I was hoping to find here a solution to some aspects of linear regression I had trouble understanding.
Let's take an example of regression with the following variables:
$y:\:$ depression (continuous)
$x:\:$ time (treated as continuous and coded as following:
- 0=timepoint 1;
- 1=TP 2;
- 2=TP 3;
- 3=TP 4;
- 4=TP 5)
Everywhere I look, the definition for the intercept goes something like this: the intercept is the expected mean value of y when x=0. As I understand, in this case the intercept should be the mean for depression when time=0. However, these seems not to be the case. When a calculate the mean for timepoint 1 I get 39.65, but the intercept is 39.91 (see below).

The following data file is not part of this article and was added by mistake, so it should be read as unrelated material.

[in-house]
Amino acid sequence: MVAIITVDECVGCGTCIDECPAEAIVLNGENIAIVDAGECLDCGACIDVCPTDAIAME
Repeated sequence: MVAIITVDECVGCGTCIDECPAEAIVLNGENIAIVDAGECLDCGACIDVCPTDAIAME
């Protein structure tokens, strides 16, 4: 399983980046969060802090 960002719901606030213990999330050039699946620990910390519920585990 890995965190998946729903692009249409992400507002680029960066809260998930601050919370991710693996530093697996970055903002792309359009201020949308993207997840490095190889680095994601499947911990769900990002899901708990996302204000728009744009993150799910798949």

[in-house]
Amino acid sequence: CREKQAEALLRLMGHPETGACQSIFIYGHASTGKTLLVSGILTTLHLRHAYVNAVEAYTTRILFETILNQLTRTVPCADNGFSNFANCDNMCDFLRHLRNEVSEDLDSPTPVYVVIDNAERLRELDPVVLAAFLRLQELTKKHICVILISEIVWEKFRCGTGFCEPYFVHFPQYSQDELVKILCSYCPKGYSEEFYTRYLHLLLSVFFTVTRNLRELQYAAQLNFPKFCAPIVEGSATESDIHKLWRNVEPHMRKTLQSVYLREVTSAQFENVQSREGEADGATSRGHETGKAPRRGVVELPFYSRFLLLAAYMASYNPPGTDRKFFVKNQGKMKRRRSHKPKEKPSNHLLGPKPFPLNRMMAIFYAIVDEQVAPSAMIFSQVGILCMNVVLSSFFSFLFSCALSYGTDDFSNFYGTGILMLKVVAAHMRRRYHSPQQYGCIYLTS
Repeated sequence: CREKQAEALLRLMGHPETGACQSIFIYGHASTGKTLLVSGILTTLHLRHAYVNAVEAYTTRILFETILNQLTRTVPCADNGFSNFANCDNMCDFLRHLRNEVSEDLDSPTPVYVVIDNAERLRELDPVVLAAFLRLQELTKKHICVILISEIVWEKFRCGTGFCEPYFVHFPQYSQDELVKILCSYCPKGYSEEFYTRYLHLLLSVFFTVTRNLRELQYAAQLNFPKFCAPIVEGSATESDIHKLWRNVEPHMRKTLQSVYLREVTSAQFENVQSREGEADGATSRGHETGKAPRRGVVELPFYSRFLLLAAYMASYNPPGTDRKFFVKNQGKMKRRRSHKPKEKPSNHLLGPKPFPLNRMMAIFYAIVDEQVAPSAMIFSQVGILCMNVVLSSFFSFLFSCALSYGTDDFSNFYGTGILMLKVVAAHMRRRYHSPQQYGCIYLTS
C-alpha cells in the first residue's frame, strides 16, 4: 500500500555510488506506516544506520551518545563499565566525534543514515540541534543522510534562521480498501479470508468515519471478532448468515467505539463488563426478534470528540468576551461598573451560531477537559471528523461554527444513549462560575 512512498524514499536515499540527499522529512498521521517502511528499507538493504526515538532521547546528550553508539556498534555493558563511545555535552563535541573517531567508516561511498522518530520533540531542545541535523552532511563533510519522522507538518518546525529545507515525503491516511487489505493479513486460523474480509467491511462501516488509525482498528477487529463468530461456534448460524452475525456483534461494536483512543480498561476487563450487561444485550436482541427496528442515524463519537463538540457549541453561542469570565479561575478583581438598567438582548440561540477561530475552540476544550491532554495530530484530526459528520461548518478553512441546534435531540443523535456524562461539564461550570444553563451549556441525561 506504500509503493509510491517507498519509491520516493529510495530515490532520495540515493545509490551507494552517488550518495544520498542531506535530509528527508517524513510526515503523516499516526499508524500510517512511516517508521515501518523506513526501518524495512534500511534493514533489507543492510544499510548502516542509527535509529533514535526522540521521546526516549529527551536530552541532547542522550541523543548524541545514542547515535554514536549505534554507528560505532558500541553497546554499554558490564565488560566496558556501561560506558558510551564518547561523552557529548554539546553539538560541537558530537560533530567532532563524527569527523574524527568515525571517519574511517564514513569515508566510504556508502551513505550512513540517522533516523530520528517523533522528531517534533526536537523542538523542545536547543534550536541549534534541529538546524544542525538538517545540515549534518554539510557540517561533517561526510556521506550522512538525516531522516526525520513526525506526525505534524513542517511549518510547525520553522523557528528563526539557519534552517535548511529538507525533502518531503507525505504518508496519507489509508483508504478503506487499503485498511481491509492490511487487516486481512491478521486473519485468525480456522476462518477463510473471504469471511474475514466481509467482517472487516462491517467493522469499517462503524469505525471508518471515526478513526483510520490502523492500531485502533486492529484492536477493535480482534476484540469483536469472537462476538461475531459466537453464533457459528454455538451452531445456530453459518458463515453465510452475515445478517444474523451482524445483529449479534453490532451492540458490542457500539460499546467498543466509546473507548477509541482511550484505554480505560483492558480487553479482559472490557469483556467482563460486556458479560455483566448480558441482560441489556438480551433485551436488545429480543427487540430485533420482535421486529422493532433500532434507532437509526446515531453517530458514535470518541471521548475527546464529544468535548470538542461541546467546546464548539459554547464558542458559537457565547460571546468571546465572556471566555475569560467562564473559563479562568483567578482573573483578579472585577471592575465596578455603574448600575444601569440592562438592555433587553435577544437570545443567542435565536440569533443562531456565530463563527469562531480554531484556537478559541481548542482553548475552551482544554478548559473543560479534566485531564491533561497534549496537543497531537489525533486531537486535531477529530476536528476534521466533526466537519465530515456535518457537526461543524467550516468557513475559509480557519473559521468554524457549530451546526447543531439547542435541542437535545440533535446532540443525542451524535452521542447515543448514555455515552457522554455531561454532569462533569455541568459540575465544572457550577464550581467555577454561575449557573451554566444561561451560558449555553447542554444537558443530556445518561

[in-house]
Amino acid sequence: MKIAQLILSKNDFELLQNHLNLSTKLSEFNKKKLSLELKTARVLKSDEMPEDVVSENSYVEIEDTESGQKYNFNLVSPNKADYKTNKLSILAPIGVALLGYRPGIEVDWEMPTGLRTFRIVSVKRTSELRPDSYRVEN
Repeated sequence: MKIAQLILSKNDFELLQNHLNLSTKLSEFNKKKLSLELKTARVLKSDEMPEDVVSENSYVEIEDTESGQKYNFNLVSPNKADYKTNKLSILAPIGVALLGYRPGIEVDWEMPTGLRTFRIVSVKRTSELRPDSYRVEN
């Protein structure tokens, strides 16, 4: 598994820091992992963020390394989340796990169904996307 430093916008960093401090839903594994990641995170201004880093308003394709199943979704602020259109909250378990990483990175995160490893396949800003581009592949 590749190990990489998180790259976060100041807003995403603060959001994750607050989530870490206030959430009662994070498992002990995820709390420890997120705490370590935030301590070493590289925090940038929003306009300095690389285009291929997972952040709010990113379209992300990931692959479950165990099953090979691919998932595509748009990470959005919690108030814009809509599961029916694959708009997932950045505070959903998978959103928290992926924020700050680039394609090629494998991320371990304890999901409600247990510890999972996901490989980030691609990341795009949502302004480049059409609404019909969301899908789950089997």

As I already stated, for me "mean value of y when x=0" is the same as saying "mean value of depression at timepoint 1 (coded as 0)", so it doesn't make sense to me why the two values differ.
I also want to mention:
- When I have only 2 timepoint in variable Time, the intercept is the same as the mean
- When i treat time as a factor, the intercept is the same as the mean
- I've checked with other variables and datasets too
mean(subset(data, Time==0)$depression)  39.65254 m0 <- lm("depression~Time", data=data) summary(m0) Coefficients: Estimate Std. Error t value Pr(>|t|) (Intercept) 39.9158 0.7156 55.781 < 2e-16 *** Time -1.6381 0.3029 -5.408 1.05e-07 ***